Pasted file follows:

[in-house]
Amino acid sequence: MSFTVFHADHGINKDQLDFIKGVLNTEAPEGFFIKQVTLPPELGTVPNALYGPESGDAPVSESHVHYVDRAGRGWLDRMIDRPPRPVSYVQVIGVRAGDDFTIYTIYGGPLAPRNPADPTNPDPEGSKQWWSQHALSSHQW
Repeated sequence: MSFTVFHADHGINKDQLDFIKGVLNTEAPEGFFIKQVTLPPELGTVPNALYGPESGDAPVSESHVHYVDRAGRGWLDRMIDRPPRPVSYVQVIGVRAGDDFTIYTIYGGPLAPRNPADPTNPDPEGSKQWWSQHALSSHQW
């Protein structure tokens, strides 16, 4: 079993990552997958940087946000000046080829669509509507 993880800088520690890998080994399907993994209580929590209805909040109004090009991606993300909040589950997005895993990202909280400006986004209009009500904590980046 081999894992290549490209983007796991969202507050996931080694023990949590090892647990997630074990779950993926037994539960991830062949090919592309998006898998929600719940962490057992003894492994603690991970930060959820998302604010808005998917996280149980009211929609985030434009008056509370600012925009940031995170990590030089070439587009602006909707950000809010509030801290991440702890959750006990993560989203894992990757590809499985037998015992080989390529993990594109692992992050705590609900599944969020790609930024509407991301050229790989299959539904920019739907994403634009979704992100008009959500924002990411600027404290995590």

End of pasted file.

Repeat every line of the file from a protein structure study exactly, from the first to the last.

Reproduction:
[in-house]
Amino acid sequence: MSFTVFHADHGINKDQLDFIKGVLNTEAPEGFFIKQVTLPPELGTVPNALYGPESGDAPVSESHVHYVDRAGRGWLDRMIDRPPRPVSYVQVIGVRAGDDFTIYTIYGGPLAPRNPADPTNPDPEGSKQWWSQHALSSHQW
Repeated sequence: MSFTVFHADHGINKDQLDFIKGVLNTEAPEGFFIKQVTLPPELGTVPNALYGPESGDAPVSESHVHYVDRAGRGWLDRMIDRPPRPVSYVQVIGVRAGDDFTIYTIYGGPLAPRNPADPTNPDPEGSKQWWSQHALSSHQW
């Protein structure tokens, strides 16, 4: 079993990552997958940087946000000046080829669509509507 993880800088520690890998080994399907993994209580929590209805909040109004090009991606993300909040589950997005895993990202909280400006986004209009009500904590980046 081999894992290549490209983007796991969202507050996931080694023990949590090892647990997630074990779950993926037994539960991830062949090919592309998006898998929600719940962490057992003894492994603690991970930060959820998302604010808005998917996280149980009211929609985030434009008056509370600012925009940031995170990590030089070439587009602006909707950000809010509030801290991440702890959750006990993560989203894992990757590809499985037998015992080989390529993990594109692992992050705590609900599944969020790609930024509407991301050229790989299959539904920019739907994403634009979704992100008009959500924002990411600027404290995590």